May 6, 2013 3:06 by kippreport

For many years of my life, I have been employed in an advisory capacity. Sometimes, as an employee, I have trained and coached my colleagues,
with the result that I have been lucky enough to be asked to mentor some of them, too. At other times, as a management consultant,
I have been paid to advise companies about problems that fall within my particular, if limited, field of competence, as well as
act as a personal coach to some senior managers and directors.
What has all this taught me?

First, I now believe that we value what we pay for more than what we don’t. Advice that is given freely is, unfortunately, seen as worthless.

Secondly, in a business-to-business relationship (such as client and management consultant), the client is more often looking for a problem to be solved than advice as to how to solve the problem for himself.

Thirdly, unless the client (individual or organisation) specifically asks for advice, the chances that he will accept and act on it are quite low (“between slim and nil” as one client put it to me when I was much younger and keen to change the world).

Is there a more general message here for people in advisory positions?

Let’s suppose we have dealt with the three points raised above – the client is prepared to pay; he wants advice; and wants to solve the problem. What is the key to being a successful adviser?

Professionalism – the one word that sums it all up. To be professional involves, on the one hand, being competent, and competence is a mixture of technical expertise (as an adviser, you have to have some solutions in your kitbag, and more importantly, you have to have diagnostic skills to work out the nature of the problem, in order to select the right solution) and professional qualifications (to reassure the client that your technical expertise is supported by external accreditation).

On the other hand, being a professional involves ‘bedside manner’ (the client wants to feel listened to, appreciated and recognised as an individual with a unique problem, even if the adviser has seen the same problem a hundred times before) and experience (no client wants to be an adviser’s first client).

So, the equation for professionalism is (technical expertise + professional qualifications) x (bedside manner + experience). Through the astute application of these attributes, the adviser can build a trust-based relationship, allowing him to help the client to solve the problem…professionally.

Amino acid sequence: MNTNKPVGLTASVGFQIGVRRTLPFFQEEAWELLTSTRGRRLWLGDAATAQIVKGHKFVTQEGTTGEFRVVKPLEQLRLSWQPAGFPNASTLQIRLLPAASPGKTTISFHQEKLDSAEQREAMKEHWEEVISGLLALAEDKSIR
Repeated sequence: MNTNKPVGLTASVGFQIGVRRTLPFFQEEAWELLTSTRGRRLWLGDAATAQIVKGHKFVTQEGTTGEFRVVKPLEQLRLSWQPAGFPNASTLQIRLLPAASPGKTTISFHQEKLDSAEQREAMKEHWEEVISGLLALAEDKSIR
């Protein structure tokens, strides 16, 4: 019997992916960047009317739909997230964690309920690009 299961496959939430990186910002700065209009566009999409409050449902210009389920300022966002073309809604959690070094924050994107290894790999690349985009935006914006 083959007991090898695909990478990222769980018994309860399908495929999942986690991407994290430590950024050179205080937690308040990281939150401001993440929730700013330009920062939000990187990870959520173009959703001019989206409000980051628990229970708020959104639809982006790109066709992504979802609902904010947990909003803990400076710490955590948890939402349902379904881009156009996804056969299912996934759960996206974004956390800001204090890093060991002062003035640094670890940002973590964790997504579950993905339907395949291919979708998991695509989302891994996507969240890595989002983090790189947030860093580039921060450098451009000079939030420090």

Now, what if the client can’t see that he has a problem, but the adviser can? If the client is unaware of the problem, the chances he will accept advice about solving it are, as already mentioned, between ‘slim and nil’. If the adviser feels passionately about the problem, then it is up to him to ‘disturb’ the client, effectively shaking him out of his complacency, causing him to face up to the reality of the problem and being prepared to take the necessary remedial action.

This is ‘advisory confrontation’, in which the Adviser acts as a mirror, showing the client how his position appears to the world – it’s not an ‘Adviser-as-Expert’ confrontation where the Adviser is effectively saying “I’m right and you’re wrong”. Little, if any change occurs if the Adviser takes this stance. If you don’t believe me, try it on your children.

One such situation is that of the Financial Adviser. The vast majority of clients are under-insured. In this part of the world, insurance penetration (other than motor and, in some places, medical) is woefully low. Clients own too little life insurance, critical illness cover and contents insurance. In addition, they save too little for the major events in their lives that require significant financial resources (like educating their children, marriages and, most importantly, retirement). Many don’t have wills. Their businesses are under-insured (e.g. key man insurance; buy-sell agreements; trade credit).

Financial Advisers have to be missionaries, converting clients by helping them to see the risks they are running. They can do this most effectively by asking questions of the ‘What if…?’ variety. Selling the features and even the benefits of the solutions (products) they have in their kitbags will, more often than not, merely create objections.

My advice to you – I know you didn’t ask for it, so the chances of you doing anything with it are, therefore, between slim and nil – is find yourself a financial missionary, not just an adviser, but someone who believes in the importance of mitigating risk. Someone who has technical expertise, is professionally qualified, has a good bedside manner and experience and seek a check-up.

This may be the best advice you never paid for.

Peter Ellen is operations director at Nexus Insurance Brokers www.nexusadvice.com. He has worked in the sales industry for 28 years in senior management positions and as a consultant. To contact Peter for advice with any insurance and investment advice please email him at peter.ellen@nexusadvice.com.



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